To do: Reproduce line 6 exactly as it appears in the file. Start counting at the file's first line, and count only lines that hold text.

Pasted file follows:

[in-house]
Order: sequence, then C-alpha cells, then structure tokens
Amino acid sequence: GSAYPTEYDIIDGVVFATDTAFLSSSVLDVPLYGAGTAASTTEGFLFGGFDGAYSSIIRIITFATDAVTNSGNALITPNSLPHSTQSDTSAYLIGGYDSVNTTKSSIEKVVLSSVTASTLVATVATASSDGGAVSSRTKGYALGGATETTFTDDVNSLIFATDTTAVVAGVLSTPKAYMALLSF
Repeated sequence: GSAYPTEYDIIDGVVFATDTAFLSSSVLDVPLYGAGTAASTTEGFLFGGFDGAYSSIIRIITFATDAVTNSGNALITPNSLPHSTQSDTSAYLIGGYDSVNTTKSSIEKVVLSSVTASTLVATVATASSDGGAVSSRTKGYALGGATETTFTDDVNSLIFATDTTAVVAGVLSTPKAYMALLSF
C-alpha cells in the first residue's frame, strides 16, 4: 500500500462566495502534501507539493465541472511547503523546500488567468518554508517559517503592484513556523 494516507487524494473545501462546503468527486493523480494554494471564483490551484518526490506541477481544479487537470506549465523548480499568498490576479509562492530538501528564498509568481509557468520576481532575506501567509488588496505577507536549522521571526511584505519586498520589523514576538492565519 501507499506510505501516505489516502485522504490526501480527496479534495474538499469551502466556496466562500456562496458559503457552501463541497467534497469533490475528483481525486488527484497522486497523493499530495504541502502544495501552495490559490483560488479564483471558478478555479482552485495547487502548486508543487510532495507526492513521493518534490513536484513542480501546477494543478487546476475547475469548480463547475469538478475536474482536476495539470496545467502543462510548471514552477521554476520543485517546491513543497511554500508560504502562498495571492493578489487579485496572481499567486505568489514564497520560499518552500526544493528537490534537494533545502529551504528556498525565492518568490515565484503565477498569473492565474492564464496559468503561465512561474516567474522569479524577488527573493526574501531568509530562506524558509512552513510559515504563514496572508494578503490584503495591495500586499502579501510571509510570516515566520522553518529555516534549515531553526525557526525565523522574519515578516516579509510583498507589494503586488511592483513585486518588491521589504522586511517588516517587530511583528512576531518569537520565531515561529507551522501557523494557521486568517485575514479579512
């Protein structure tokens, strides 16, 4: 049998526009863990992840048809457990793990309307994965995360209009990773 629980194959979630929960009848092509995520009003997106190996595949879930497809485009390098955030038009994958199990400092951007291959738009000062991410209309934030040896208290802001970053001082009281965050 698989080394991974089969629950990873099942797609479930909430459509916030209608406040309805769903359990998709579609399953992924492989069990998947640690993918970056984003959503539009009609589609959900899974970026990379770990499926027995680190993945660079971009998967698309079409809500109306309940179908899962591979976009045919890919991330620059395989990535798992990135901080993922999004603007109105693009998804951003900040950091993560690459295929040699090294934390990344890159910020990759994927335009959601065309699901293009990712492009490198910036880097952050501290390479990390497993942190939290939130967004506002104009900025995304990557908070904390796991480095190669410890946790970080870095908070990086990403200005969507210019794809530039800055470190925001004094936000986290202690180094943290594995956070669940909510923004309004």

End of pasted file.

């Protein structure tokens, strides 16, 4: 049998526009863990992840048809457990793990309307994965995360209009990773 629980194959979630929960009848092509995520009003997106190996595949879930497809485009390098955030038009994958199990400092951007291959738009000062991410209309934030040896208290802001970053001082009281965050 698989080394991974089969629950990873099942797609479930909430459509916030209608406040309805769903359990998709579609399953992924492989069990998947640690993918970056984003959503539009009609589609959900899974970026990379770990499926027995680190993945660079971009998967698309079409809500109306309940179908899962591979976009045919890919991330620059395989990535798992990135901080993922999004603007109105693009998804951003900040950091993560690459295929040699090294934390990344890159910020990759994927335009959601065309699901293009990712492009490198910036880097952050501290390479990390497993942190939290939130967004506002104009900025995304990557908070904390796991480095190669410890946790970080870095908070990086990403200005969507210019794809530039800055470190925001004094936000986290202690180094943290594995956070669940909510923004309004």